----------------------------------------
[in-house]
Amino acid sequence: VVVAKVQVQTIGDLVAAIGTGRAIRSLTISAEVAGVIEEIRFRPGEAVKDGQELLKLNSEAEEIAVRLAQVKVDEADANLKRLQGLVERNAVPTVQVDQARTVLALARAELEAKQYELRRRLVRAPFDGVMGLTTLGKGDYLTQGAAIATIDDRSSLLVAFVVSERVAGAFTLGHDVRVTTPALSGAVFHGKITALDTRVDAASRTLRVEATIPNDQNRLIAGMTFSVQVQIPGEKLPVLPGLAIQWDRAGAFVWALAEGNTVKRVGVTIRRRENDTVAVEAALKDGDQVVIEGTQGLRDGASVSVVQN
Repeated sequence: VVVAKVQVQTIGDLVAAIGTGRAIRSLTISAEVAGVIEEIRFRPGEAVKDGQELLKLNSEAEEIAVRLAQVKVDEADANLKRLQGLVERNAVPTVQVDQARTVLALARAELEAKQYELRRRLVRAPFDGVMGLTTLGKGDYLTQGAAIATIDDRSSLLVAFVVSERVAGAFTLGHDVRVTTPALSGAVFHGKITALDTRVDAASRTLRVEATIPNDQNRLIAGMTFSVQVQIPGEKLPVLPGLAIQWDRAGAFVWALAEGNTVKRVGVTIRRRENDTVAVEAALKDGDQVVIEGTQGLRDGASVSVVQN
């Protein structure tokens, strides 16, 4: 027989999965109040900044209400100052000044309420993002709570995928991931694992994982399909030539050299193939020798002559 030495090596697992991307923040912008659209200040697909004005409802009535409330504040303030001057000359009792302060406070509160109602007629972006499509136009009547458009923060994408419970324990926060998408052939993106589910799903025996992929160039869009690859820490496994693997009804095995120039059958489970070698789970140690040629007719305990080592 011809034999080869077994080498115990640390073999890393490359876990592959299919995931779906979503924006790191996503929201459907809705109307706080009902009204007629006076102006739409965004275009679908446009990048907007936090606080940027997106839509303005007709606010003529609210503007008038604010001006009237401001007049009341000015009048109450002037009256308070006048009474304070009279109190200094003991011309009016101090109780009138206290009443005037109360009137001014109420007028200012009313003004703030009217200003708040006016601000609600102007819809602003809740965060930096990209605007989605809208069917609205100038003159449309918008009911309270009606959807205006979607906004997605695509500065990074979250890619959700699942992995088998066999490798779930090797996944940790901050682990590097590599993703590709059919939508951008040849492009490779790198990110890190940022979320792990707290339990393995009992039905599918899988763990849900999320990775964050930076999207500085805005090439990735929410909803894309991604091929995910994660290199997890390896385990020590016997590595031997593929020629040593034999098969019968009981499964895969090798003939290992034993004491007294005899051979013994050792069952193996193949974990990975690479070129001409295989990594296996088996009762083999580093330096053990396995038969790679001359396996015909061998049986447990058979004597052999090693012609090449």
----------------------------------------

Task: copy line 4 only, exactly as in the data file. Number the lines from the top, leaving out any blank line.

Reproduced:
């Protein structure tokens, strides 16, 4: 027989999965109040900044209400100052000044309420993002709570995928991931694992994982399909030539050299193939020798002559 030495090596697992991307923040912008659209200040697909004005409802009535409330504040303030001057000359009792302060406070509160109602007629972006499509136009009547458009923060994408419970324990926060998408052939993106589910799903025996992929160039869009690859820490496994693997009804095995120039059958489970070698789970140690040629007719305990080592 011809034999080869077994080498115990640390073999890393490359876990592959299919995931779906979503924006790191996503929201459907809705109307706080009902009204007629006076102006739409965004275009679908446009990048907007936090606080940027997106839509303005007709606010003529609210503007008038604010001006009237401001007049009341000015009048109450002037009256308070006048009474304070009279109190200094003991011309009016101090109780009138206290009443005037109360009137001014109420007028200012009313003004703030009217200003708040006016601000609600102007819809602003809740965060930096990209605007989605809208069917609205100038003159449309918008009911309270009606959807205006979607906004997605695509500065990074979250890619959700699942992995088998066999490798779930090797996944940790901050682990590097590599993703590709059919939508951008040849492009490779790198990110890190940022979320792990707290339990393995009992039905599918899988763990849900999320990775964050930076999207500085805005090439990735929410909803894309991604091929995910994660290199997890390896385990020590016997590595031997593929020629040593034999098969019968009981499964895969090798003939290992034993004491007294005899051979013994050792069952193996193949974990990975690479070129001409295989990594296996088996009762083999580093330096053990396995038969790679001359396996015909061998049986447990058979004597052999090693012609090449």